So, seems to me the current cheapest way into high power is to just go in headfirst and buy a 1:7 or 1:8 barrel twist NM AR-15 from the start. And a couple cases of 62 to 75 grain FMJ .223 ammo. For the price I could pay for 400 rounds of commercial M1 Garand ammo, I could get a case of 1000 AR-15 ammo!

There really is no M1 Garand ammo shortage, only a surplus M2 ball ammo shortage. The question is, are you willing to pay the cost of the commercial stuff? For most guys on this forum, it seems the answer is no, they will reload or shoot commercial 30-06' with an adjustable gas plug. But not pay commercial M1 Garand prices.

Off my soapbox

Eric

Last edited by RuggedTerrain40; 11-08-2009 at 11:44 PM.
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  #15  
Old 11-09-2009, 01:10 AM
EasyCompany EasyCompany is offline
 
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The argument about the military viability of the 30-06 cartridge based on who fields it and who currently manufactures it have nothing to do with .30 caliber “effectiveness.”

I think it is pretty clear that the .30 caliber family which was designed to kill vs. the .22 caliber family which was designed to injure have very different success ratios. An enbloc of 8 can put 8 away where a mag of 30 cannot do the same. If you want to be realistic, there it is.

While moving from the 30-06 to the 7.62 made a certain amount of sense, the moving from large 7.62 to the small 5.56 was a mistake that involved many military and non-military factors.

I do agree with most of what you say as to the market movements and cost however. But it is not a mystery that the tiny .223 is cheaper - it is 1/3 the material (and power) of the 30-06.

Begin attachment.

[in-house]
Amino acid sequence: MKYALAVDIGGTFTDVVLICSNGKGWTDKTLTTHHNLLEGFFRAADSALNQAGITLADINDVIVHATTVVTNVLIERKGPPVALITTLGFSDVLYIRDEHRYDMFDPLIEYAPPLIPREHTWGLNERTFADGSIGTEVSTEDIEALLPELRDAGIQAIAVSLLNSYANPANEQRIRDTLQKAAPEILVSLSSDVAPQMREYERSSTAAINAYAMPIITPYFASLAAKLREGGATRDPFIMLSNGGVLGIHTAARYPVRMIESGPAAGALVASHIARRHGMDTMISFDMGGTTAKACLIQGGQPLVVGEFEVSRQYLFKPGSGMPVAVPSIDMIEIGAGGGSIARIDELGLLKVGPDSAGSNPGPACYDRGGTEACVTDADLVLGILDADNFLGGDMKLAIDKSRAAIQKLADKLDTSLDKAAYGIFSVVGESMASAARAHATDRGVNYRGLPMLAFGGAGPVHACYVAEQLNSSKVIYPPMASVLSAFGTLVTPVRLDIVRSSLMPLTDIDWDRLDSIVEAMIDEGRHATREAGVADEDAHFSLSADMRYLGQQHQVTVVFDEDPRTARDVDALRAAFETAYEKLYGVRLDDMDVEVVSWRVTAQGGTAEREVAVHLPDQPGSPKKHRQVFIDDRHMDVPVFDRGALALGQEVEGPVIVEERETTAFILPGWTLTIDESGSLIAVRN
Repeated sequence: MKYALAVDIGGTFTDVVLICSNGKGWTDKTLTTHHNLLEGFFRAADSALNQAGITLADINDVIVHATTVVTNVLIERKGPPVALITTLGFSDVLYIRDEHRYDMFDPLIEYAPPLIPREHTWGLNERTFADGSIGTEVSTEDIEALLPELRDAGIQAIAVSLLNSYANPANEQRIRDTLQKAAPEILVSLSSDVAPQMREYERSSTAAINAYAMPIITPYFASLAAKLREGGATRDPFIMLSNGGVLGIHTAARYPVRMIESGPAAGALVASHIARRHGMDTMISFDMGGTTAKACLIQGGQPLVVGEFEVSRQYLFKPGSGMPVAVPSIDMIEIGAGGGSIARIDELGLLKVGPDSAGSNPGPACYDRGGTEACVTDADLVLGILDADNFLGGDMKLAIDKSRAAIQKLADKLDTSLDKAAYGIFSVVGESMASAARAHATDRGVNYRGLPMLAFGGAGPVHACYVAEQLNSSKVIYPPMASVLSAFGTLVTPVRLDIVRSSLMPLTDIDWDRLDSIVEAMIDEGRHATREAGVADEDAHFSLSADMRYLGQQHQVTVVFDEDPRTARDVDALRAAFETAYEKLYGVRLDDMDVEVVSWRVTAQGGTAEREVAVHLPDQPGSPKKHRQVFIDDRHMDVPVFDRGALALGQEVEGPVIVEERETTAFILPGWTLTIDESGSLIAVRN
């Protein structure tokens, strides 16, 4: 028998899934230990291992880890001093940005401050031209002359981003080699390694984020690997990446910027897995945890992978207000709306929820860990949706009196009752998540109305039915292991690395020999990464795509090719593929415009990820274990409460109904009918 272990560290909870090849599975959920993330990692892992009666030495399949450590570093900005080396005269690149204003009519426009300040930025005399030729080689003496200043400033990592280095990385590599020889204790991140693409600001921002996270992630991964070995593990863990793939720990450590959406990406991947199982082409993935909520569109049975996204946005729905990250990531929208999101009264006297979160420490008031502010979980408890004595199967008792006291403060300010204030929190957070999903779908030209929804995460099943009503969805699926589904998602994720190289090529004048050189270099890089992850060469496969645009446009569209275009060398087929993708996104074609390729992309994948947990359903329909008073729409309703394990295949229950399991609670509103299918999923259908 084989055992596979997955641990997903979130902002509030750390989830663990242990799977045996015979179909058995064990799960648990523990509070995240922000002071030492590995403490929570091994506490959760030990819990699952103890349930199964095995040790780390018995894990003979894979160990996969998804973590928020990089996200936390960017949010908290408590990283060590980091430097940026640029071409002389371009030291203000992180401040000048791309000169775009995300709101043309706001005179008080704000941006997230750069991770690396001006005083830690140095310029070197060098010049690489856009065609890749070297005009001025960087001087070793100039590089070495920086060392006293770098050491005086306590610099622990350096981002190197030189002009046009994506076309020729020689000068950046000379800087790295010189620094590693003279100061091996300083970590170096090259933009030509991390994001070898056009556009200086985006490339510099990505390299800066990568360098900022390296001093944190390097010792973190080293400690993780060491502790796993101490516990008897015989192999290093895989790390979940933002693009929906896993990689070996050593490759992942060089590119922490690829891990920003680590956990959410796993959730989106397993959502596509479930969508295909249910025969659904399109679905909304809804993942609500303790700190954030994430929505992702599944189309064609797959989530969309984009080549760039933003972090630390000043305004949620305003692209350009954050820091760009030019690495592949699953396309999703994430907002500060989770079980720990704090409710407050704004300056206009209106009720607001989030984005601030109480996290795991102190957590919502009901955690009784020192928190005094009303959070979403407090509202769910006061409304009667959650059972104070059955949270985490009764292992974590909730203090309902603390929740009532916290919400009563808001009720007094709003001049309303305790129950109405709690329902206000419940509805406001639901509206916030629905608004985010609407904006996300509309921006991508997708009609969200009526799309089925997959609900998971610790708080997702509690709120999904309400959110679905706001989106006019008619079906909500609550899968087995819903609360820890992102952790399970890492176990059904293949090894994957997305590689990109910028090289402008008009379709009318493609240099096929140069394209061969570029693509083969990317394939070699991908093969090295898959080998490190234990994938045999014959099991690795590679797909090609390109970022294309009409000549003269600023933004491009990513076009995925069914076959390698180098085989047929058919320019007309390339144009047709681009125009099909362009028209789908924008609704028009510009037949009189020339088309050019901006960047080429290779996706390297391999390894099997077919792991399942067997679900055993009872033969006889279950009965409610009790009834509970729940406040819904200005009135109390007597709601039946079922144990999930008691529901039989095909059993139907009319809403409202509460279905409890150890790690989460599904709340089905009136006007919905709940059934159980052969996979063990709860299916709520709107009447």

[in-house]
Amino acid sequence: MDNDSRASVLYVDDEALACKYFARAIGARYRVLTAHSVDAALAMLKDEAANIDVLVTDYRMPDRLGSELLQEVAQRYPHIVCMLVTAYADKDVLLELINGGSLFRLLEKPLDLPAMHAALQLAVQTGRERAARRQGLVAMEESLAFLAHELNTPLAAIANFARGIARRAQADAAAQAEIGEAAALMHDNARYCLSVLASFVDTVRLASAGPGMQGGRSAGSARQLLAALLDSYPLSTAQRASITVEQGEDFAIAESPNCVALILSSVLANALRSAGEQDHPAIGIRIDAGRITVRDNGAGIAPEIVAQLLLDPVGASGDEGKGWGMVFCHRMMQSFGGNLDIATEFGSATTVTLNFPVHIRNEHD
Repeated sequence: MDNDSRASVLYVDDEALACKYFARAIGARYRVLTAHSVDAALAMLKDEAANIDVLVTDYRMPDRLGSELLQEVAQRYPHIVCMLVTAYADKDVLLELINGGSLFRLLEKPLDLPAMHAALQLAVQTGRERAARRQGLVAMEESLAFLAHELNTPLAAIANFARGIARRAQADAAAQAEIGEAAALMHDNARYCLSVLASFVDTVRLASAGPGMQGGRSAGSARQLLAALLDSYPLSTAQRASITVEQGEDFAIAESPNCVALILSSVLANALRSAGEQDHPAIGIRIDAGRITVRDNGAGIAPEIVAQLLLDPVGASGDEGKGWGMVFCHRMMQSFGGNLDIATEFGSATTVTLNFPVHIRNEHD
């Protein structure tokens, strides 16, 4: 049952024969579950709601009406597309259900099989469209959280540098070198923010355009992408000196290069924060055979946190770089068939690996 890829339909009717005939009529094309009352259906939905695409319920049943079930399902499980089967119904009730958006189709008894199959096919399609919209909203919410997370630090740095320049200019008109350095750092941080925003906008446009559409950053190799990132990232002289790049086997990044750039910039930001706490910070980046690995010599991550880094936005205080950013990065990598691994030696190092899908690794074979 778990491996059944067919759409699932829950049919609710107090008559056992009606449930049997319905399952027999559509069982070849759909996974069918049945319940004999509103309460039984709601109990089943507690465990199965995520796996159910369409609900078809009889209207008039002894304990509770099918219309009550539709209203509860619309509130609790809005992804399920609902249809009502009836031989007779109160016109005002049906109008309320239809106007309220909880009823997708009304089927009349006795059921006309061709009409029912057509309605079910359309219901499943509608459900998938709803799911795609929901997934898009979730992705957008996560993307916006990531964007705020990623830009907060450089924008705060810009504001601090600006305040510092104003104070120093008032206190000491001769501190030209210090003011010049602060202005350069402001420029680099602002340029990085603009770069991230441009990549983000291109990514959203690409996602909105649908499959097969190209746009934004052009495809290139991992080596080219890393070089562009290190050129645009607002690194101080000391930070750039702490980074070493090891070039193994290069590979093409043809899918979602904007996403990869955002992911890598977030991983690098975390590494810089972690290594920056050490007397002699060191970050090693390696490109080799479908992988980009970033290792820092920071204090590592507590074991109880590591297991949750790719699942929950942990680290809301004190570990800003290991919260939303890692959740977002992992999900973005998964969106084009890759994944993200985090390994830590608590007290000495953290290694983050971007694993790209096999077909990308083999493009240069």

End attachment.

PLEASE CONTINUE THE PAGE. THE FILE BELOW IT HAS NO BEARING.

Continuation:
Speaking only for myself, I recently started shooting/collecting the M1 Garand and M1 Carbine, but cost was not a motivator. Coolness was. A sense of history. Big wooden stock that can take a beating, a cartridge that can kill any living beast, and a battle proven system in every imaginable environment on the globe. The .22 AR, well, has none of those things.
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  #16  
Old 11-09-2009, 08:41 AM
pepsi71ocean pepsi71ocean is offline
 
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Quote:
Originally Posted by RuggedTerrain40 View Post
I think of it this way. Be a realist about it. The 30-06 M2 ball is militarily, an outdated cartridge no longer used by any first or second world military. The stuff is no longer produced, except by two commercial sources, Hornady and Federal. And thats without the en bloc clips.

Eric
Don't forget that there are several arms mfg's that make it, Prvi Partizan still makes M2 Ball ammo, and there are several countries that still use 30-06.
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  #17